When many consumers hear the word bankruptcy, they often worry that they will be forced to sell their personal property to partially repay creditors before debt is discharged. This is rarely the case. The truth about bankruptcy is that laws exist to protect your assets. These laws provide what is known as exemptions to protect your personal property.
In the event that a person pursuing a Chapter 7 bankruptcy has assets that cannot be protected, they can either pay the value of the non-exempt asset to the bankruptcy estate, surrender it or pursue a Chapter 13 bankruptcy, which will allow them to pay the value of the non-exempt asset over three to five years.
When a person files Chapter 13 bankruptcy, a plan is prepared based on what the person’s budget can afford and what needs to be paid. Certain debts, such as car payments, must be paid within the plan. There are several advantages this. Frequently the person will be able to keep their car for a lower payment, but if there are arrears owed, they can be paid within the Chapter 13 plan, stopping repossession of the car. Instead of making payments to the car company, payments are paid to a trustee appointed by the bankruptcy court to make dispersals.
After the bankruptcy court approves a Chapter 13 repayment plan, it is up to the individual to keep up with payments over the three to five year term. If the plan is completed successfully, most remaining debts (with the notable exception of long term obligations like a home mortgage or student loan debt) will be completely discharged.
Lien Stripping, And Other Ways Chapter 13 Bankruptcy Can Help Save Your Home
Providing homeowners with the opportunity to remain in their house is one of the most significant benefits of Chapter 13 bankruptcy. Filing a Chapter 13 case automatically halts foreclosure proceedings, and even allows homeowners to catch up on delinquent mortgage payments.
Individuals who wish to keep their home must make all mortgage payments that come due. Although Chapter 13 bankruptcy will offer protection, it will not change the terms of mortgage. The primary mortgage debt will still need to be paid, however the rescheduling of other types of debt means that more income should be freed up to meet a mortgage obligation.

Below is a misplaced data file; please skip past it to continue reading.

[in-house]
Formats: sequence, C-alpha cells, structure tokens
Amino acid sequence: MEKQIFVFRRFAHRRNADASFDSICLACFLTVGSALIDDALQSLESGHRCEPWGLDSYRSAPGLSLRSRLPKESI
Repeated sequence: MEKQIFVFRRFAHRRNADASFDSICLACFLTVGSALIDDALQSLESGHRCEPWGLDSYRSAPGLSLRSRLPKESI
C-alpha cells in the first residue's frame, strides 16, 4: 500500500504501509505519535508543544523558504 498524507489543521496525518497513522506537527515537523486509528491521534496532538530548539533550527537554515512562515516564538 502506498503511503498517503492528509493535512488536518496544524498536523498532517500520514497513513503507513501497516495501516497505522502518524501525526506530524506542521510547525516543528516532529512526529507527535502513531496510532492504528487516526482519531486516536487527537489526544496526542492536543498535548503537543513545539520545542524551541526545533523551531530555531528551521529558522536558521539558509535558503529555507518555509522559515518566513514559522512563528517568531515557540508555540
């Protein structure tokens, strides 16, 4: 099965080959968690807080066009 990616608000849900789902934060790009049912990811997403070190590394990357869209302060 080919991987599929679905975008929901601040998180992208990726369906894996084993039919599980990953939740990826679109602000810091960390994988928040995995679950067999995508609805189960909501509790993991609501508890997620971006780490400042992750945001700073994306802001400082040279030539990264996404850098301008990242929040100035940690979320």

The biggest benefit of Chapter 13 bankruptcy is for homeowners in California is the opportunity to eliminate second and third mortgages. This feature of Chapter 13 can mean the discharge of thousands of dollars in mortgage debt.
Here’s how it works. When you take out a home mortgage, the debt is secured by the valuable of your home. But, oftentimes second mortgages represent value over and above your home’s actual worth. In a Chapter 13 case, when the outstanding balance on a first mortgage is equal to or greater than a home’s value, a second mortgage can be stripped.
Take a simple example: your home is worth $150,000, and you have a first mortgage for $150,000. But, you also have a second mortgage (or any other type of lien against your home) for $50,000. Since lenders are secured only up to the value of your property, there is nothing securing the lien of the second lender. The $50,000 loan may be “stripped” from your home in Chapter 13 bankruptcy.
Stripped liens become part of your unsecured debt. This is significant because unsecured debt is treated differently in Chapter 13 bankruptcy; the lion’s share of money under a typical repayment plan is allotted toward secured debts. And, at the conclusion of your repayment plan term, the Chapter 13 discharge eliminates the remaining balances owed on unsecured debts. Typically, only a small fraction of a stripped second mortgage is paid during their repayment plan. Anything left over is discharged at the conclusion of the plan.
Find Out If Chapter 13 Is Right for You
Chapter 13 bankruptcy can be a powerful tool in the fight to keep your home. Lien stripping can mean thousands in savings, and the automatic stay in Chapter 13 stops foreclosure in its tracks.
Of course, Chapter 13 is not for everyone. Only an experienced bankruptcy attorney can help you determine if Chapter 13 is best for your individual circumstances. If you are struggling to make your mortgage payments, contact a bankruptcy attorney as soon as possible to explore your options.